On the other hand, they have mountains of health. I noted above that every projectile seems to do a base 2 damage every time it makes contact. Well, bosses commonly have around 400 health. Now, you don’t necessarily have to hit them 200 times to win, as your three-way can affect them three times and bomb seems to suck down a cluster of health. However, it still takes a ridiculously long time. They pull out additional attacks as their health gets lower, so try not to dislocate your interocular lenses when you roll your eyes after getting killed when they’re down to 50 health.

Tedious Boss Battle

I suppose every game deserves to be available

There are a few times I’ve picked up a game I knew was poorly received and, after a few minutes of actually playing, thought, “oh no, what have I gotten myself into?” This was one of them, as even before finishing the first level, a nauseous feeling was bowling in my gut in protest to actually having to play any more Heavenly Guardian. At some point, I turned to my dog and promised that when I hit the continue screen again, I’d put the game down and walk away.

There was no such solace, as after continuing once on the first level, I never had to again. To hell with my mad gamer skills! I begrudgingly wound up seeing the ending a few hours later.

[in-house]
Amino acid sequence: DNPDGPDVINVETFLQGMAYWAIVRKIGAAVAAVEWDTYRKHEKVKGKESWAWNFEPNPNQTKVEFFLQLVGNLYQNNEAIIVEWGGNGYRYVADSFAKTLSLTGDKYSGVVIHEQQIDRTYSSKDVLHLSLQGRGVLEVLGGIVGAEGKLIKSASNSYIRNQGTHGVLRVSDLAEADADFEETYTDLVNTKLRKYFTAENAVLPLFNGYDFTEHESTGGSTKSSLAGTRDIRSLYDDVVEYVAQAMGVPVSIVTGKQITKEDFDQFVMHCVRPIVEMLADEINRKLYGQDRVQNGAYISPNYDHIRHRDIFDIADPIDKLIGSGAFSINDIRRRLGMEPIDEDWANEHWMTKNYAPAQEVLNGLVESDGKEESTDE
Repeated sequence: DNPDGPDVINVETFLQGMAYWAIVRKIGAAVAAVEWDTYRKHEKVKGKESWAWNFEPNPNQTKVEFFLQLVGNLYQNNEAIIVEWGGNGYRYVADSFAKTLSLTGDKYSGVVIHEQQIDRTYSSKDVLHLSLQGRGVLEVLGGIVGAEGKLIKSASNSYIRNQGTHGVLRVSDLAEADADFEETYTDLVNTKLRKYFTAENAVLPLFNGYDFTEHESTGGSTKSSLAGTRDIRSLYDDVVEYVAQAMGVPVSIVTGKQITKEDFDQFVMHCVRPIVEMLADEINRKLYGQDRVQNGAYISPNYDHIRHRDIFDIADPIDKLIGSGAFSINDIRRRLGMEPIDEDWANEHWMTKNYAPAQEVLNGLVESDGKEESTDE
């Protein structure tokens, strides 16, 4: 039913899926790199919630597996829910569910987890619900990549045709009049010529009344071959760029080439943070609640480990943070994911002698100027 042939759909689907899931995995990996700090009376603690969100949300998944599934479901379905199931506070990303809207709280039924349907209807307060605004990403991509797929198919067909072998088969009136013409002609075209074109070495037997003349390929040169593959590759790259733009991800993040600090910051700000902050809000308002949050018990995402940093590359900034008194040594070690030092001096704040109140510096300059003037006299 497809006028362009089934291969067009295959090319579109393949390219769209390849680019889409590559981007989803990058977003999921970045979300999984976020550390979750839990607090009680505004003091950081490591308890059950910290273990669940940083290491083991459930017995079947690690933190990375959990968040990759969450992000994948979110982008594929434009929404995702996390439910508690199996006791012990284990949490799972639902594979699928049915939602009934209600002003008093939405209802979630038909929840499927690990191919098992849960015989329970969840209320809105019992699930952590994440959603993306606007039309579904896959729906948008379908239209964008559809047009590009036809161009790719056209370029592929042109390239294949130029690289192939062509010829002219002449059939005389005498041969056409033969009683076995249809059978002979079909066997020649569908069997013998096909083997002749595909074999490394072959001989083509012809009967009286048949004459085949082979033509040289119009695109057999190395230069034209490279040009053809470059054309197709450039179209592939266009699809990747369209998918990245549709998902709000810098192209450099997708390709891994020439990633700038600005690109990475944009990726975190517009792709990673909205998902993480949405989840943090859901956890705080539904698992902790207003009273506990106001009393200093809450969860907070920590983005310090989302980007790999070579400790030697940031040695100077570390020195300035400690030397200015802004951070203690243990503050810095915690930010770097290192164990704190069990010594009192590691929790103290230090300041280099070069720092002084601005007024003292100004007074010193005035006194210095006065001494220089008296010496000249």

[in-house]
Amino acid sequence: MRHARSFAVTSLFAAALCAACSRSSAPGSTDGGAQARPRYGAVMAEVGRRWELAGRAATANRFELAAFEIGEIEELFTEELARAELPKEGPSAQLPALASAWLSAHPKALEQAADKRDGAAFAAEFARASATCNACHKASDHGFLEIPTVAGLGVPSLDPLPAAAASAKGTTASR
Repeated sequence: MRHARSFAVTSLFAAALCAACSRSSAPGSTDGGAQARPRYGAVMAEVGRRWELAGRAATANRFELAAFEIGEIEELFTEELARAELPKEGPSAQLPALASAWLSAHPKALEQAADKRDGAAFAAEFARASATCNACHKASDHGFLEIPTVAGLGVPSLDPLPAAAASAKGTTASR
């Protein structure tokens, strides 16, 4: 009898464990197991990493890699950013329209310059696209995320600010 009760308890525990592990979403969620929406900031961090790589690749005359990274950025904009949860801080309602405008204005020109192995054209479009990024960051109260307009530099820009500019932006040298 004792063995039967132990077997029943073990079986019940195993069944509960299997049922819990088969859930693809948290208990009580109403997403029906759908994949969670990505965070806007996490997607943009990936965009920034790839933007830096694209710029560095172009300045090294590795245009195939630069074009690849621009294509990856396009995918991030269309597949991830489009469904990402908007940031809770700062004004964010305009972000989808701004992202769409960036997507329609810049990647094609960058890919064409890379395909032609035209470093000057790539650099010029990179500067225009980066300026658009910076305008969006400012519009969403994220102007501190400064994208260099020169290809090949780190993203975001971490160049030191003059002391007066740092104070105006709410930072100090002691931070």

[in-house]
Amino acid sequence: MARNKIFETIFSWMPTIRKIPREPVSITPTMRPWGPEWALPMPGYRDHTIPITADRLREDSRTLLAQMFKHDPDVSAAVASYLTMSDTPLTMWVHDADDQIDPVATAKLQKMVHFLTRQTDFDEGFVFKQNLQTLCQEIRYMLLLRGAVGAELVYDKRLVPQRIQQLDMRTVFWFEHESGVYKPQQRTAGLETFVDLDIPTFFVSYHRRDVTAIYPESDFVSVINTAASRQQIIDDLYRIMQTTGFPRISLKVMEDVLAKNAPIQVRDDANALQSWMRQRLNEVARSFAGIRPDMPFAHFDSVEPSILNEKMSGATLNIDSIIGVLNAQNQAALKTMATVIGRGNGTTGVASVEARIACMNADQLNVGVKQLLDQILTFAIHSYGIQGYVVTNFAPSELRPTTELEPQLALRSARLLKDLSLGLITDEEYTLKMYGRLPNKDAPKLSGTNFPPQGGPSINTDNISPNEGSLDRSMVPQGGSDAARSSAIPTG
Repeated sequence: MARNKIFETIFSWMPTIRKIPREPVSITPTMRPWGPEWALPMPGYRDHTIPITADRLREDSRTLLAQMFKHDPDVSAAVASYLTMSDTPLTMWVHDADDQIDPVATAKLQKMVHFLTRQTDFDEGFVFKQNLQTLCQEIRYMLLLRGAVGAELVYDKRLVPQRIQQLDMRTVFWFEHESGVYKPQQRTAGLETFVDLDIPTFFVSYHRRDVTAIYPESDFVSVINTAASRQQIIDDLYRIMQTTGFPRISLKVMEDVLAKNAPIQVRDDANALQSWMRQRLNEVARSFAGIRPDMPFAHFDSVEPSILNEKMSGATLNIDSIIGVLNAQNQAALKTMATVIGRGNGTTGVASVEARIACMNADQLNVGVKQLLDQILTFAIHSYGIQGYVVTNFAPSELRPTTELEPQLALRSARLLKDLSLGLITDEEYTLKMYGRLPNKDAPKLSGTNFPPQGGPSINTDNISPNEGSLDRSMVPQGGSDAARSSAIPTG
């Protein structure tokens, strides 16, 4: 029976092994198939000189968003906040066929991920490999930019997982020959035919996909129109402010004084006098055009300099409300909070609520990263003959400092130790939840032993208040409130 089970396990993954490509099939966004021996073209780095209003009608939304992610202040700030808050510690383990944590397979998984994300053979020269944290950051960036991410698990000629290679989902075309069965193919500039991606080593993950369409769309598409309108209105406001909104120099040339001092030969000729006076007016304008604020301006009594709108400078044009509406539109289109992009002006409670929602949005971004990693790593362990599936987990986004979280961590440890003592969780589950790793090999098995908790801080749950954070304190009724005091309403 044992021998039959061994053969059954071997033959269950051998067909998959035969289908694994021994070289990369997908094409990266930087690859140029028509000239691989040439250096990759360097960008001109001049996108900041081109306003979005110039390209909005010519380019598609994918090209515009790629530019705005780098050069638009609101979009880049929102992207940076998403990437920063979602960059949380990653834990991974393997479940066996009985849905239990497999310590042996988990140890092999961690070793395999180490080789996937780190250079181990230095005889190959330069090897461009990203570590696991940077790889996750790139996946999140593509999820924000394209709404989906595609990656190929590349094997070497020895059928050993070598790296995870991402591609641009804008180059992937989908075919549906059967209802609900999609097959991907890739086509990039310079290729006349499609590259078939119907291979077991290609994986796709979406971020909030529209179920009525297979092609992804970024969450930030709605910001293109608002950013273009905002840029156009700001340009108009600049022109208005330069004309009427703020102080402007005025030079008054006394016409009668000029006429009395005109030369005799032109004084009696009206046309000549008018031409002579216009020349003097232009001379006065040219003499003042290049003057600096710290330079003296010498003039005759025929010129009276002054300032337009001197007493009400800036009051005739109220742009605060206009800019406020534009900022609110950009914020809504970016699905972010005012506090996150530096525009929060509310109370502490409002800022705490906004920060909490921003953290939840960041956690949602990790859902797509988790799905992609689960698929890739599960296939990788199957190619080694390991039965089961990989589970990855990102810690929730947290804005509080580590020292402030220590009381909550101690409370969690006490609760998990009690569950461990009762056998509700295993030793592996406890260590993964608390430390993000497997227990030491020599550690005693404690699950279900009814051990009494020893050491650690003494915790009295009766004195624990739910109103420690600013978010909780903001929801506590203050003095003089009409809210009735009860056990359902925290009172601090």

I can only imagine that losing the Kiki Kaikai license was such a blow that the lead designer locked themselves in the bathroom and refused to come out. Like, they planned on putting effort into the game, lost the license, and were just, like, “Well, let’s throw the scraps together and push it out the door.” I feel like believing that there was once passion behind this project, but very little of it shows in the final product.

Although I played the PS2 version of the game, it came to my attention that you can get Heavenly Guardian on Steam and Switch under the name Snow Battle Princess Sayuki. I find this information distressing. You should probably get Pocky & Rocky Reshrined instead.

For previous Weekly Kusoge, check this link!

About The Author
Zoey Handley
Staff Writer - Zoey is a gaming gadabout. She got her start blogging with the community in 2018 and hit the front page soon after. Normally found exploring indie experiments and retro libraries, she does her best to remain chronically uncool.